Labor Day's over. The kids are off to school or college. Suddenly we're empty-nesters -- at least for part of the day. It's time for some mommy-and-daddy fun.
Let's throw a wine tasting.
Tastings are easy. Get some glasses, wine and snacks and invite your friends. That's fun, but you don't learn much. Why not add a couple of wrinkles and make it educational?
The aim of this tasting is to demonstrate the contrasts among wines, so it's divided into four flights of two wines each -- sharply contrasting wines to show the differences they can achieve. The lineup:
Sauvignon blanc, all lemony and crisp, vs. chardonnay, with its soft, sweet pineapple flavors.
A powerful, spicy California syrah vs. a sweet, zaftig Aussie shiraz -- both made of the same grape -- to show how different the two can be.
A California cabernet sauvignon to demonstrate power and depth vs. a user-friendly malbec from Argentina that tastes just like chocolate-covered cherries.
A sweet, soft rose vs. one that's crisp and extra-dry, even tart.
You'll need eight glasses for each guest. Clear plastic ones, with or without stems, work fine.
If you're serious about this, serve simple bread or crackers, nothing more flavorful. An old saying among wine merchants is, "Buy on bread, sell on cheese." Bread cleanses your palate so you can accurately taste the next wine; cheese makes every wine taste better.
Put stickers marked "A" or "B" on the bottom of each glass. Set up four A-B pairs of glasses in front of each taster. Pour the wines, two at a time, and leave the bottles on the table so people can see them.
Have everybody switch around each pair of wine glasses until they lose track of which is which. Then taste, and try to identify each wine in each pair.
>How to taste
Check the color. See if darker wines have more flavor. Swirl the glass to coat its inside to bring up the aroma. Sniff the wine to see if you can tell, for example, the lemons from the pineapples in that sauvignon blanc-chardonnay pairing.
Take a small sip, roll it around in your mouth, then swallow or spit. See if you can identify the fruit flavor, whether it's sweet or tart, whether it's soft and jammy or astringent and tannic.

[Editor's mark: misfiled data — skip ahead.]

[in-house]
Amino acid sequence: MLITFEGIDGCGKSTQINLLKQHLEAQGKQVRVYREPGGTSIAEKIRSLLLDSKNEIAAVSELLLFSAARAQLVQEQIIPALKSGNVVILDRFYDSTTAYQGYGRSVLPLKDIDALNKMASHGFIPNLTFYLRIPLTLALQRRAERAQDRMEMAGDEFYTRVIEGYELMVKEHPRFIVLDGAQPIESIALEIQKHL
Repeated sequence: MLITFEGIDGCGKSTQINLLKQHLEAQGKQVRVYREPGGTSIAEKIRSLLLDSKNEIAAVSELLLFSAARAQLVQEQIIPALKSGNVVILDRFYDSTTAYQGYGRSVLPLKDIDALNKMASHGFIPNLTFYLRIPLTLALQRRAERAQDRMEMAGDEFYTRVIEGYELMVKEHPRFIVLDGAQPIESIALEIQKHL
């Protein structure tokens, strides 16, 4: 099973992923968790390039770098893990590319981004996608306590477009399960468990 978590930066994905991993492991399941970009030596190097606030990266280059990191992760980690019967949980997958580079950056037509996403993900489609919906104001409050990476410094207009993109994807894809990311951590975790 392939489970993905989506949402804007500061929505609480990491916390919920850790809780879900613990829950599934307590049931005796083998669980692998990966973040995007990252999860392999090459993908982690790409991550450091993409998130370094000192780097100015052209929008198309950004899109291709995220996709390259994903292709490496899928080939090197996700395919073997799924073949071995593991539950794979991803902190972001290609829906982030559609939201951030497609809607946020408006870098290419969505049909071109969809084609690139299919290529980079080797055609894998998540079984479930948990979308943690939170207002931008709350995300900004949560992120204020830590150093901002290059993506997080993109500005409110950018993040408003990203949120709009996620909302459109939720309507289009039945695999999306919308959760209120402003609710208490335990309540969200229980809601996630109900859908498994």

See which you like best. That's kind of the point of the whole thing.
Finally, take notes. Don't be the hundredth person to come up to me later and say, "I had the most marvelous wine last night, but I can't remember what it was."
You don't want to see a grown man cry, do you?
If you can't find these exact wines, explain the concept to your friendly local wine shop clerk and let him or her show you what's on hand.
*2010 Dry Creek Vineyards Fume Blanc (Sauvignon Blanc), Sonoma County: crisp and intensely fruity, with flavors of lemons, limes and Granny Smith apples; $12.
*2009 "Avant" Chardonnay by Kendall-Jackson, California: ripe pineapple and pear aromas and flavors, very rich; $14.
*2008 Penfolds "Bin 128" Shiraz, Coonawarra, Australia: sweet, spicy and fruity, with flavors of red raspberries and cola, rich, ripe tannins; $19.
*2009 Hogue "Genesis" Syrah, Columbia Valley, Wash.: spicy black plums, black cherries and black pepper, full-bodied and rich, firm tannins; $16.
*2010 Don Miguel Gascon Malbec, Mendoza, Argentina; soft and rich with flavors of black cherries and milk chocolate; $15.
*2008 Casa Silva Cabernet Sauvignon, Colchagua Valley, Chile: classic cassis and licorice flavors, powerful, with firm tannins; $12.
*2010 Robert Oatley Rose of Sangiovese, Mudgee, New South Wales, Australia: tart and crisp, full-bodied, with intense strawberry flavors; $15.
*2009 Pink Truck Pink Wine, California: soft, sweet, red raspberry flavors; $9.